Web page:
What Is Medical Malpractice?
Under Louisiana law, medical malpractice is a legal term referring to a claim of negligence brought against a medical healthcare provider. Medical malpractice simply refers to a heathcare provider's medical negligence or misconduct that results in personal injury. The term "healthcare provider" refers to a variety of medical personnel, including nurse practitioners, physicians, hospitals, etc. Such healthcare providers, if "qualified," cannot be subject to liability beyond the limitations set forth in Louisiana's Medical Malpractice Act.
Common Types of Medical Malpractice Cases
Many serious personal injury and wrongful death cases occurring in New Orleans, Louisiana, arise out of medical malpractice, including those involving claims of:
- failure to diagnose
- birth injuries
- surgical error
- premature hospital discharge
- improper prescription
Injuries stemming from medical negligence are often severe in nature and may include permanent injury, paralysis, and even death.
Act Now Before It's Too Late!
Outside of medical malpractice wrongful death claims, personal injuries related to medical malpractice often do not arise until sometime after the negligent act or omission. For example, if a surgeon inadvertently leaves a surgical sponge in his patient's stomach, the patient may not develop adverse health effects until long after the surgical procedure. This is one reason why Louisiana law provides that a victim of medical malpractice typically has one year from the date of discovery of the malpractice to bring his/her lawsuit. This legal precept is known commonly in the legal profession as the "discovery" rule and often comes into play when dealing with issues of prescription, i.e., common law statute of limitations.
Generally speaking, the date of discovery commences on the first date on which the medical malpractice victim either knew or should have known that their personal injuries may be related to medical malpractice. The “discovery rule” is a fluid concept, one that often is litigated between the parties. Louisiana law also recognizes a three-year peremptive period associated with claims of medical malpractice. Peremption, unlike prescription, may not be suspended or tolled, meaning that a medical malpractice claim may not be brought after three years from the date of the alleged malpractice.
As you can see, the legal time delays surrounding claims of medical malpractice are complex. It is therefore imperative that you seek advice from a competent attorney or law firm to handle medical malpractice cases as soon as you believe that your personal injury may be related to medical negligence.
Why You Need To Work With An Experienced Personal Injury Lawyer
Cases involving medical malpractice require an understanding both of the medical-related issues, as well as the legal procedure involved in bringing and prosecuting a medical malpractice claim. Unlike most personal injury cases in Louisiana, claims involving acts of medical malpractice, generally speaking, must be presented to a medical review panel before suit can be filed. The medical review panel is composed of three doctors who have experience in the practice area involved in the alleged malpractice. The panelists meet and review each party's submission of evidence and then offer a written opinion and reasons as to whether they believe that there was a breach of the applicable medical standard of care, and whether such breach caused the resultant damages to the plaintiff. Once the medical review panel has issued its opinion, regardless of the panel's findings, the claimant may proceed with bringing a medical malpractice lawsuit in a court of competent jurisdiction. Of course, if a physician panelist finds in favor of the plaintiff at the medical review panel stage, it will certainly benefit the plaintiff's case, as the medical review panel's finding may be introduced as evidence in court.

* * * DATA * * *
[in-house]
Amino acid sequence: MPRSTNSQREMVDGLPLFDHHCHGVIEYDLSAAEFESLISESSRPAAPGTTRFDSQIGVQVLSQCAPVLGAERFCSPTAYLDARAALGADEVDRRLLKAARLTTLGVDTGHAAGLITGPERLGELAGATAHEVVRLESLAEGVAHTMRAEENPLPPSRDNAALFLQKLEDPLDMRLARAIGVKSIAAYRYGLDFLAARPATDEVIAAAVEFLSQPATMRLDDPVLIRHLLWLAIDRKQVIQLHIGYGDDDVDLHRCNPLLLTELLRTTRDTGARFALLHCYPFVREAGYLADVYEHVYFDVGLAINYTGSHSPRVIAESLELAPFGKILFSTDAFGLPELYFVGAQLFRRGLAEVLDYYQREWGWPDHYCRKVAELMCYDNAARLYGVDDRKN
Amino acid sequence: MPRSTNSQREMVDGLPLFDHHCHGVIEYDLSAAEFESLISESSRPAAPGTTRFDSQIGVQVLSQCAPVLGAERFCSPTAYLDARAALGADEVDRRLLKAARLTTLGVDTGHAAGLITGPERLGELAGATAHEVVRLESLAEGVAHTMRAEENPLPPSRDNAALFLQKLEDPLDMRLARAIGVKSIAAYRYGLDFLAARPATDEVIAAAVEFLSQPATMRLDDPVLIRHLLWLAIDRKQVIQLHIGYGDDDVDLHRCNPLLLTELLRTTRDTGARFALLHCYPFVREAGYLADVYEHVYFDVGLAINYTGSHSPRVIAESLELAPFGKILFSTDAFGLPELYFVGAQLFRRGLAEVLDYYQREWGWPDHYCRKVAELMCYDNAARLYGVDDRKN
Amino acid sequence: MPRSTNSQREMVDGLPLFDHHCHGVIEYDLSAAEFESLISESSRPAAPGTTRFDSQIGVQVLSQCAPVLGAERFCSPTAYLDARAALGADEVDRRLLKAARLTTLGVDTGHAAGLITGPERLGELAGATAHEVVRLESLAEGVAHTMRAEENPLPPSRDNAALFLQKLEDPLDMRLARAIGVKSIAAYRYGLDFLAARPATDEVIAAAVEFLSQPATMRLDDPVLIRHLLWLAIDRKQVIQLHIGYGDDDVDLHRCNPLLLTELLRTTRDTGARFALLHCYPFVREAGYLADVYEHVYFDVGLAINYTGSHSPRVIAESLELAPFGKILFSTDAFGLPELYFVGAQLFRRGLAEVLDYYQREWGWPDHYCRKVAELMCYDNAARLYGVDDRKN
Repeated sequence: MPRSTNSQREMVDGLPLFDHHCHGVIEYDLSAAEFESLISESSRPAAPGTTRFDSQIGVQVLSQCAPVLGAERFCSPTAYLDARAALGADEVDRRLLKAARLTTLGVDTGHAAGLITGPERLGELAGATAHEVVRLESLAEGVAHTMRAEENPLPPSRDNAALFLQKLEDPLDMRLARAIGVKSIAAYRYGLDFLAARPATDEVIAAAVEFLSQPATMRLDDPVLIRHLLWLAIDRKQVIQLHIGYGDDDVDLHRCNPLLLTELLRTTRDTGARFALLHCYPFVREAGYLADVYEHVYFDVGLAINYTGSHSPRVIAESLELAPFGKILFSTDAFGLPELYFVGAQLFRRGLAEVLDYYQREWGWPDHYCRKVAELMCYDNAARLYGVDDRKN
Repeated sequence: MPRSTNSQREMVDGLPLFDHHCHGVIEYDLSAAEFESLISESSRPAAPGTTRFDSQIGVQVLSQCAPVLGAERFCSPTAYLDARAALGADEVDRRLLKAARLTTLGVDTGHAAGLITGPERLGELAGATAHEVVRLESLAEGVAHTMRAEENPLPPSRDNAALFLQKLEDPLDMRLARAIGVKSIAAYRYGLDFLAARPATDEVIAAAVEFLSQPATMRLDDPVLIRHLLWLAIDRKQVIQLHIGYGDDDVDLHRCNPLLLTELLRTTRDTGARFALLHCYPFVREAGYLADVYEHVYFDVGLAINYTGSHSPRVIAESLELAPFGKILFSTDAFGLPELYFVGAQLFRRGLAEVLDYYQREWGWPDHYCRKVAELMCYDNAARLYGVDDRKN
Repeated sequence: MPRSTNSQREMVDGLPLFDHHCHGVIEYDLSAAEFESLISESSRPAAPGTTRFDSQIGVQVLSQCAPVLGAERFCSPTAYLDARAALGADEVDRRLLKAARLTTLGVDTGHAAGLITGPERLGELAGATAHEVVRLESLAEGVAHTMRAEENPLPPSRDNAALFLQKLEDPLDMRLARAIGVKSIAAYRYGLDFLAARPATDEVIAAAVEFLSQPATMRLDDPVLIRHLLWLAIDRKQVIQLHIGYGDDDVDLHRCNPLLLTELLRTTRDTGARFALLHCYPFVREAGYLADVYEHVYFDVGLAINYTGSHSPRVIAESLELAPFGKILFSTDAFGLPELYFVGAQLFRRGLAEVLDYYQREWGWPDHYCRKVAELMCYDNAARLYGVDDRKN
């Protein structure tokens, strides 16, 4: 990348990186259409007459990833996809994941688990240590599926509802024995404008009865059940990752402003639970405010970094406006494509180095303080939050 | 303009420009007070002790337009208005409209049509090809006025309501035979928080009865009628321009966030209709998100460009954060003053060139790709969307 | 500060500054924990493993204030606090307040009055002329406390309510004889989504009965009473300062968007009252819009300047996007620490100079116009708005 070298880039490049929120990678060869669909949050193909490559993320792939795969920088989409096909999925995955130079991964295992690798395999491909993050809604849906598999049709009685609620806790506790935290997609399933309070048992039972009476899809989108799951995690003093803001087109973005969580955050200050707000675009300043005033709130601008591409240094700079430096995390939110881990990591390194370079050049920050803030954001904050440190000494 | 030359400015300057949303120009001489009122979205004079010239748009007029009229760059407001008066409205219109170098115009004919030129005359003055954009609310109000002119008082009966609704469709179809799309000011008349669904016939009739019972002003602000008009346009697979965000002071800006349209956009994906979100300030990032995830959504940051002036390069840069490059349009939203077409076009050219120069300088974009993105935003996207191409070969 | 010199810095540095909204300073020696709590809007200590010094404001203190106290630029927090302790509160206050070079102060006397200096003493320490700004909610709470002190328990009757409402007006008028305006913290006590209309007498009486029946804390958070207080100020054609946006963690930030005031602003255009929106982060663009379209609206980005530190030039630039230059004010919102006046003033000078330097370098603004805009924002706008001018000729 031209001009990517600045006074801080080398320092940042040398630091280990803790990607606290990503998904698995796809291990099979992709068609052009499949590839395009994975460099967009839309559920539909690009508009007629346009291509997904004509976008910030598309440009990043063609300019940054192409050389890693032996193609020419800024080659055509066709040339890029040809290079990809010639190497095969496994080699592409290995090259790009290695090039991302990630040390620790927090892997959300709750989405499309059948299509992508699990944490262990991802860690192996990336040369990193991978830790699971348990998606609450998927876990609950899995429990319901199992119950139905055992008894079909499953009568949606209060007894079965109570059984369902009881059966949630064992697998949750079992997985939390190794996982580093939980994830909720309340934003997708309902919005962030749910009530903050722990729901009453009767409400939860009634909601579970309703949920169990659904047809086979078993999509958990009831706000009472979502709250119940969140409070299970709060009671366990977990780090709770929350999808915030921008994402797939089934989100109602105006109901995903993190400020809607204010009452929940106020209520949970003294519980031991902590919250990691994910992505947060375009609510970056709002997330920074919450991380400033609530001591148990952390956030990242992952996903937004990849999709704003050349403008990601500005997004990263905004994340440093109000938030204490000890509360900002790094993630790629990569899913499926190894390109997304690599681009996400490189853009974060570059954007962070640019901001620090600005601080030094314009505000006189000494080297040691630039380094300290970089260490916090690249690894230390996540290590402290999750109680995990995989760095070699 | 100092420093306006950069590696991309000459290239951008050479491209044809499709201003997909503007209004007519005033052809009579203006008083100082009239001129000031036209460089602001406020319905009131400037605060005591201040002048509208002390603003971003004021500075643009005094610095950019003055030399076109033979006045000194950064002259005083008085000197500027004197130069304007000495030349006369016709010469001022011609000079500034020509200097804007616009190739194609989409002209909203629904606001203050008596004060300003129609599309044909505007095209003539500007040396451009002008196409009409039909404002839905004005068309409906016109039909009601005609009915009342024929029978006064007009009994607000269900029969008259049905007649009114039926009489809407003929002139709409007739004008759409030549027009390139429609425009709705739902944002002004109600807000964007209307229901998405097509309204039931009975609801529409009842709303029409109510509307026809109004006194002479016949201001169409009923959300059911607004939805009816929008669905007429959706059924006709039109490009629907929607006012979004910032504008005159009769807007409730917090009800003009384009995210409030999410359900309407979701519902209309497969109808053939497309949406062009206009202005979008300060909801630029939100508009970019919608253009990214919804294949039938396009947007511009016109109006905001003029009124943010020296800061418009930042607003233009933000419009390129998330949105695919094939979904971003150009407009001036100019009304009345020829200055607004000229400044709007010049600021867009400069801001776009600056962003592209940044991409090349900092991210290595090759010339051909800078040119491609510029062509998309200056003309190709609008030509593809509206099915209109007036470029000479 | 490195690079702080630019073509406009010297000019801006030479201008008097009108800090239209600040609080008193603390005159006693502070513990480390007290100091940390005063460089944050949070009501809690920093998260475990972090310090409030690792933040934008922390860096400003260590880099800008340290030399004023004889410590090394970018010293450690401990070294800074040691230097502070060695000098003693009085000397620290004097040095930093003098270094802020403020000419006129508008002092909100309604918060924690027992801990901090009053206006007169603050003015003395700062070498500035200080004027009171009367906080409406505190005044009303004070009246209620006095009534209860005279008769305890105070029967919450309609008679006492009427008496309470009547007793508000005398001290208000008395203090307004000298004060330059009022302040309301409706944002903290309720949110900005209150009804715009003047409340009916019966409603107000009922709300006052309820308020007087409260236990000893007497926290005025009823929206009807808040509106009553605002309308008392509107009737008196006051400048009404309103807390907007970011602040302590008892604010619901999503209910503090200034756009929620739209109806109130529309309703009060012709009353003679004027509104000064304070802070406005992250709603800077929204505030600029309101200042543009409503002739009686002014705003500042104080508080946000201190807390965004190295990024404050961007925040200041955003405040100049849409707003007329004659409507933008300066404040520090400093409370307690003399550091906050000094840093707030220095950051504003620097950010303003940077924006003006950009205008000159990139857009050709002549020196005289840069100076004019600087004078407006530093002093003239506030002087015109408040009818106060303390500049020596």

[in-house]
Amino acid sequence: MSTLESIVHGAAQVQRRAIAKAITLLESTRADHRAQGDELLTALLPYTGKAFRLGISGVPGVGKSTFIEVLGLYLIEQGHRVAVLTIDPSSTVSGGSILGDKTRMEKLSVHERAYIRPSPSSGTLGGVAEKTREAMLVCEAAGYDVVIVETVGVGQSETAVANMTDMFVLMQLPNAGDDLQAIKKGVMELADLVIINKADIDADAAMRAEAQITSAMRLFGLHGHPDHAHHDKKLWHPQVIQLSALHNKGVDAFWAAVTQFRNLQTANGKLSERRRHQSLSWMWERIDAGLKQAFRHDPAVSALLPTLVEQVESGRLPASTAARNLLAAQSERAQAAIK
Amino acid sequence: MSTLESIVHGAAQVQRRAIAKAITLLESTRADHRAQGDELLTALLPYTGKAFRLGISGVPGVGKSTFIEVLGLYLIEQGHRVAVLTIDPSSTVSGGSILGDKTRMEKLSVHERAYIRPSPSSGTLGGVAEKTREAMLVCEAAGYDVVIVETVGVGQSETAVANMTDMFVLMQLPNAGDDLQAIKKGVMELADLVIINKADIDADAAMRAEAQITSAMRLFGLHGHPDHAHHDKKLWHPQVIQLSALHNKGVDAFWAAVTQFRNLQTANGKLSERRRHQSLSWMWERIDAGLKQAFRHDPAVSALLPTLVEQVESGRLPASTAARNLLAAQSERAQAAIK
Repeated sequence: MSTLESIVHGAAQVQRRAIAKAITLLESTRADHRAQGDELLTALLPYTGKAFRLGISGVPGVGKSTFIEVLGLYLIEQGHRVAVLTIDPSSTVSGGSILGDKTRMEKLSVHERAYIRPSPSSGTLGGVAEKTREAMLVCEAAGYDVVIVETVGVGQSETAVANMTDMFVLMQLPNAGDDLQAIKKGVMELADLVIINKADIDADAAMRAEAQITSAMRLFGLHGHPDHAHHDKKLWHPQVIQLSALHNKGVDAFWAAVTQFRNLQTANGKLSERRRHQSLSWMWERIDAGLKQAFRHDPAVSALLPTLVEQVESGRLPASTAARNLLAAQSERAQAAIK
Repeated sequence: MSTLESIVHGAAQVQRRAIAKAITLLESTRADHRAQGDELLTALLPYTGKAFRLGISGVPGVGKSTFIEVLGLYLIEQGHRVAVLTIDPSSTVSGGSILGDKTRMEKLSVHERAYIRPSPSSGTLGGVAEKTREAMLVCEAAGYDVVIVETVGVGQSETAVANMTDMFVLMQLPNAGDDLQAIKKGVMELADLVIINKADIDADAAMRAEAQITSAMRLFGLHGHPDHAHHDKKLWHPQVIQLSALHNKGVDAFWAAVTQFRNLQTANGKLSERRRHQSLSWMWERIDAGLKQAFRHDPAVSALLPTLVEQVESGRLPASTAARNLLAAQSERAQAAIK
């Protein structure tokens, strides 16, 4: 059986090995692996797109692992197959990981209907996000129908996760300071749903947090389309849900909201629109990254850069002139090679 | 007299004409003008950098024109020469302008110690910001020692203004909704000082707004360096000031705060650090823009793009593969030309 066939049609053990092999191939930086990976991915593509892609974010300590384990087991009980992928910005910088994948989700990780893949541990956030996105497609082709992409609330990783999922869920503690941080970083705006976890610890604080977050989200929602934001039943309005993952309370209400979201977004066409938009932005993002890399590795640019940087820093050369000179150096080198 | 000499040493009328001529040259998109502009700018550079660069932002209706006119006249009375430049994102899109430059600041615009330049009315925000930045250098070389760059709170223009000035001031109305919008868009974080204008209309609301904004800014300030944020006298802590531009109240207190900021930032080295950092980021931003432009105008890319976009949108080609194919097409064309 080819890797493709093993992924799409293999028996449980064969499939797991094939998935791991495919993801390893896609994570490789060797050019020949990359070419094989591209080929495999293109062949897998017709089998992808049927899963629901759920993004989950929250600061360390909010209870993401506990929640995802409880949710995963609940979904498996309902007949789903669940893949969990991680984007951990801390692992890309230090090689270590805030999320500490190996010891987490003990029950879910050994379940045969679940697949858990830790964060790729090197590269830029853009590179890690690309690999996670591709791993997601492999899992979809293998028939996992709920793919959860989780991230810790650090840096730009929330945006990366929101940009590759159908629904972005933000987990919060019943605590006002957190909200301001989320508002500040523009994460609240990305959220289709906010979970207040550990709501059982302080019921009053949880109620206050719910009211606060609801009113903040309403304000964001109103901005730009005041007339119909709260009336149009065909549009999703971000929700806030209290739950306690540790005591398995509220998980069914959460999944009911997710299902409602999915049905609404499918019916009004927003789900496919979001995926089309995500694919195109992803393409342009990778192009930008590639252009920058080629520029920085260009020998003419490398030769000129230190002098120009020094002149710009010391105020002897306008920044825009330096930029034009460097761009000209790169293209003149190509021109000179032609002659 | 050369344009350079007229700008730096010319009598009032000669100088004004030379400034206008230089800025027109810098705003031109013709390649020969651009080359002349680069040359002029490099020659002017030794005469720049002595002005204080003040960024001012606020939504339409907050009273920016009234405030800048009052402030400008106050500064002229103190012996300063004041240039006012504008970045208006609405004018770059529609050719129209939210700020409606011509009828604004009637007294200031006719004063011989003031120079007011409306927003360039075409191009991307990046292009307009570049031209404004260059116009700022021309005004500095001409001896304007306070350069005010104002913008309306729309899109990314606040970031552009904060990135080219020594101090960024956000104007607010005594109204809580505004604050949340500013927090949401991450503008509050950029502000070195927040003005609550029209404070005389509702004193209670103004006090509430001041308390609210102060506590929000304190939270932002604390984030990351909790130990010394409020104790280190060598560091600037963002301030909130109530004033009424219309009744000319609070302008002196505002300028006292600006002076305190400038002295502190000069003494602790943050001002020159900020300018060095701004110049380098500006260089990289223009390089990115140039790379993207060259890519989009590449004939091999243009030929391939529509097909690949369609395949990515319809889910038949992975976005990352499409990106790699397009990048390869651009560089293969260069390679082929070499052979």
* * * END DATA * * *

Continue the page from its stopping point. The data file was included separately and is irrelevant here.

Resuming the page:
Our Law Firm Can Help You
With so many legal intricacies involved in Louisiana medical malpractice cases, it is important that you contact a lawyer or law firm who is familiar with prosecuting claims of healthcare provider negligence. For instance, the aforementioned statutory cap found under Louisiana's Medical Malpractice Act limits the amount of general damages which a claimant can recover for his/her claim of medical malpractice. That is, under Louisiana law, a medical malpractice claimant is limited in the amount of money that they can recover for their pain, suffering, loss of enjoyment of life, and other types of "general damages." However, Louisiana's statutory cap in the medical malpractice arena does not limit the amount that a medical malpractice claimant can recover in future medical expenses. In other words, there is no statutory limit to the amount of future medical expenses that a medical malpractice claimant can recover. Thus, it is important to discuss the facts of your particular medical malpractice case with an experienced healthcare lawyer.
The Voorhies Law Firm has represented aggrieved victims of medical malpractice throughout Louisiana and has the requisite experience to successfully prosecute your case. The Voorhies Law Firm has handled medical malpractice cases occurring in New Orleans, Mandeville, Alexandria, Houma, Lake Charles, Baton Rouge, Lafayette, and other surrounding areas of Louisiana. Like many types of cases, the attorneys at The Voorhies Law Firm will take your medical malpractice personal injury case on contingency fee, meaning you pay nothing in attorney’s fees unless they successfully recover for your damages.
Call The Voorhies Law Firm today for a free consultation regarding your potential medical malpractice case. Know your legal rights, and seek the compensation you deserve for your personal injuries.